Will Smith Joins The Oscars Boycott With His Wife


Will Smith, just like his wife Jada Pinkett Smith, will be boycotting the Oscars this year over concerns about the lack of diversity in the awards show.

The Concussion actor spoke with Robin Roberts on Good Morning America on Thursday and said he will not be attending the Oscars on Feb. 28. "My wife's not going," Smith said. "We've discussed it and we're a part of this community, but at this current time, we're uncomfortable to stand there and say this is okay."

For the second year in a row, there are no black (or any non-white) actors nominated in the Oscars.

He added, "Diversity is the American superpower." Smith, who was snubbed from the Oscars nominees this year for his lead role in Concussion, recalled that how of the two times he's been nominated in the past for the awards show, he lost both times to other black actors, like Denzel Washington for Training Day and Forest Whitaker for The Last King of Scotland. But now, things are different:

When I see this list and series of nominations that come out—and everyone is fantastic—and that's the complexity of this issue.

But it feels like it's going the wrong direction. When I look at the nominations reflect the academy, the academy reflects the industry and the industry reflects America, a series of challenges that we are having in our country at the moment. There's a regressive slide towards separatism, towards racial and religious disharmony. And that's not the Hollywood i want to leave behind.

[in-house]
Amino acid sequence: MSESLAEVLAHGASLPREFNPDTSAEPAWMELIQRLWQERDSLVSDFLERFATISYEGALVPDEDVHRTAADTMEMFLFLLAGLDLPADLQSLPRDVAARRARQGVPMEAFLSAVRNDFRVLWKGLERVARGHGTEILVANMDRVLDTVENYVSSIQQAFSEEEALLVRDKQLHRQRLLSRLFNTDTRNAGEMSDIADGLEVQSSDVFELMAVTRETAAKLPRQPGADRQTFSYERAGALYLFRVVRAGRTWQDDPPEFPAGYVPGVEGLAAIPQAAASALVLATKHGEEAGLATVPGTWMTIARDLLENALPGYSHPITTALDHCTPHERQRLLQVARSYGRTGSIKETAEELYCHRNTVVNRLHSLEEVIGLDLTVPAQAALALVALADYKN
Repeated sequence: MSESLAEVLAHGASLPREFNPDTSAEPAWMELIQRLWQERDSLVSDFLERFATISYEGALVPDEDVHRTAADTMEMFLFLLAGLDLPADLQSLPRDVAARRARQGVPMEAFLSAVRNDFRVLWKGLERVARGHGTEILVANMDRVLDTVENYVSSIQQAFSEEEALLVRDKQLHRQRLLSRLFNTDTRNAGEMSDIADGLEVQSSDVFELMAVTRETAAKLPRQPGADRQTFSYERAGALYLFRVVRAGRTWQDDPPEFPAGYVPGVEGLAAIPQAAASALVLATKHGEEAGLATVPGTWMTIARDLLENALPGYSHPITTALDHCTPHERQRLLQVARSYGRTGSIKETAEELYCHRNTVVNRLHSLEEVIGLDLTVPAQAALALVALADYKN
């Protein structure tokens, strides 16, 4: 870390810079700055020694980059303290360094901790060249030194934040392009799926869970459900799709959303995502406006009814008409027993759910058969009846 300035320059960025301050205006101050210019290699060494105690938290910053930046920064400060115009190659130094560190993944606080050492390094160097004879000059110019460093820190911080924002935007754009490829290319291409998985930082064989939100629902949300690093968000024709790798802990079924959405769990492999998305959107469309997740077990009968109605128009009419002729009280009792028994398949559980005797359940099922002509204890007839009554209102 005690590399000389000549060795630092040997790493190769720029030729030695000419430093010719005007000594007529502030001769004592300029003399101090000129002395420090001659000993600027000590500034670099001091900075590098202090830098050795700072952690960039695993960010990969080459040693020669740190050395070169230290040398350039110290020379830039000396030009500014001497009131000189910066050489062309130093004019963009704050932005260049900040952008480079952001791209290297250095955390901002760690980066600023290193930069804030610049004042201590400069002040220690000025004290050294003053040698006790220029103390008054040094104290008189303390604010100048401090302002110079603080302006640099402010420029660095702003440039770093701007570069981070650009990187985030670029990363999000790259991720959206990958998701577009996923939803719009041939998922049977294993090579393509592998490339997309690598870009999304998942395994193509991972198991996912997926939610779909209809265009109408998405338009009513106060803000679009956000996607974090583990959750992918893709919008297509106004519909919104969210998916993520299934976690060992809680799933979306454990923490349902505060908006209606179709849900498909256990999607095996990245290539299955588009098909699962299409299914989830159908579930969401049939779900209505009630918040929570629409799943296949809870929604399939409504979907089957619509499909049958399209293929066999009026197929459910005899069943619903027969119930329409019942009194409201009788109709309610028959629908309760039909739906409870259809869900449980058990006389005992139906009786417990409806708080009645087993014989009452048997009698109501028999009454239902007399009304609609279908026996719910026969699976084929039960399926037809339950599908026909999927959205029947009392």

Smith admits that part of the reason his wife, who recently released a video critical of the Oscars and its diversity problem, is boycotting the Oscars had to do with his snub. However, he said if he had been the only person of color nominated in the awards show, Jada would have still made the video. "We'd still be here having the conversation anyway. This is so deeply not about me. This is about children who are going to sit down and watch the show and not see themselves represented."

Smith isn't alone in being critical of the awards show. Spike Lee, Lupita Nyong'o, David Oyelowo and George Clooney have also slammed the Oscars. "For 20 opportunities to celebrate actors of color, actresses of color, to be missed last year is one thing; for that to happen again this year is unforgivable," Oyelowo said at the King Legacy Awards on Monday.

In an interview with Variety, Clooney said:

Let's look back at some of the nominees. I think around 2004, certainly there were black nominees—like Don Cheadle, Morgan Freeman. And all of a sudden, you feel like we're moving in the wrong direction. There were nominations left off the table. There were four films this year: Creed could have gotten nominations; Concussion could have gotten Will Smith a nomination; Idris Elba could have been nominated for Beasts of No Nation and Straight Outta Compton could have been nominated. And certainly last year, with Selma director Ava DuVernay—I think that it's just ridiculous not to nominate her.

But honestly, there should be more opportunity than that. There should be 20 or 30 or 40 films of the quality that people would consider for the Oscars. By the way, we're talking about African Americans. For Hispanics, it's even worse. We need to get better at this. We used to be better at it.

Even the Academy of Motion Picture Arts and Sciences president Cheryl Boone Isaacs said she was "disappointed." A hashtag #OscarSoWhite has been trending on Twitter as well.

The New York Times reported that in the wake of the Oscars backlash, the Academy of Motion Picture Arts and Sciences is expected to make an announcement possibly as early as next week about plans they have to expand diversity in the nominations. Isaacs also said in a statement that the academy would be taking "dramatic steps" in changing how members are selected.